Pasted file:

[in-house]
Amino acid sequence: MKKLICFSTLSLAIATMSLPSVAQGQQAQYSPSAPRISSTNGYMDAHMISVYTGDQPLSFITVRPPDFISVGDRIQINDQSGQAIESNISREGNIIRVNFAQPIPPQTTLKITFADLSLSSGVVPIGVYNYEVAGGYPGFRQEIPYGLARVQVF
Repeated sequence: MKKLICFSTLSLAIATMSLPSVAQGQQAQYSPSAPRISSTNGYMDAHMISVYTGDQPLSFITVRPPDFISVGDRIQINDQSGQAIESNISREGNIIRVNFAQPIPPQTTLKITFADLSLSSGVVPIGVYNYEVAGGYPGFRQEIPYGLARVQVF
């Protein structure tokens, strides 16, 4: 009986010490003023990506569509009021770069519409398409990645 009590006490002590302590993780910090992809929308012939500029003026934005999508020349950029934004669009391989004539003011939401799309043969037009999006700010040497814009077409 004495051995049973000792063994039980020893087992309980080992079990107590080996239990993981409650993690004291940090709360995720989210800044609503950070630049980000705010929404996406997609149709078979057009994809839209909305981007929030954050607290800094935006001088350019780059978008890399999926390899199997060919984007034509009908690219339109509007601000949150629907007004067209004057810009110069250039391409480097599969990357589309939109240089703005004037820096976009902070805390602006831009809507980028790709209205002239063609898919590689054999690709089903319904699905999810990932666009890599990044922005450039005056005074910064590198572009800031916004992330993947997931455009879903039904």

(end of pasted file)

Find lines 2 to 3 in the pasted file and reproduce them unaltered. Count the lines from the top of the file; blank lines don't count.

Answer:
Amino acid sequence: MKKLICFSTLSLAIATMSLPSVAQGQQAQYSPSAPRISSTNGYMDAHMISVYTGDQPLSFITVRPPDFISVGDRIQINDQSGQAIESNISREGNIIRVNFAQPIPPQTTLKITFADLSLSSGVVPIGVYNYEVAGGYPGFRQEIPYGLARVQVF
Repeated sequence: MKKLICFSTLSLAIATMSLPSVAQGQQAQYSPSAPRISSTNGYMDAHMISVYTGDQPLSFITVRPPDFISVGDRIQINDQSGQAIESNISREGNIIRVNFAQPIPPQTTLKITFADLSLSSGVVPIGVYNYEVAGGYPGFRQEIPYGLARVQVF